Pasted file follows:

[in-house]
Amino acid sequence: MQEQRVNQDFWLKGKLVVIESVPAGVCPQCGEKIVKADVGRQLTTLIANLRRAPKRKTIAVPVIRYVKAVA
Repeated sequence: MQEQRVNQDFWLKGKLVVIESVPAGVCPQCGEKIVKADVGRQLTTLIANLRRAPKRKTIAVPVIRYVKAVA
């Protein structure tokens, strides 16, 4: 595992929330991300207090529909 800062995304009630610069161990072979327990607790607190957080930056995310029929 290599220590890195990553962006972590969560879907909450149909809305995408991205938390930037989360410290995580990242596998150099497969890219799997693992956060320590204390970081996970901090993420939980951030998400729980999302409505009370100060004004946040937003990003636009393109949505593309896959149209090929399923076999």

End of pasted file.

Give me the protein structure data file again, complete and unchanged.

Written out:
[in-house]
Amino acid sequence: MQEQRVNQDFWLKGKLVVIESVPAGVCPQCGEKIVKADVGRQLTTLIANLRRAPKRKTIAVPVIRYVKAVA
Repeated sequence: MQEQRVNQDFWLKGKLVVIESVPAGVCPQCGEKIVKADVGRQLTTLIANLRRAPKRKTIAVPVIRYVKAVA
């Protein structure tokens, strides 16, 4: 595992929330991300207090529909 800062995304009630610069161990072979327990607790607190957080930056995310029929 290599220590890195990553962006972590969560879907909450149909809305995408991205938390930037989360410290995580990242596998150099497969890219799997693992956060320590204390970081996970901090993420939980951030998400729980999302409505009370100060004004946040937003990003636009393109949505593309896959149209090929399923076999």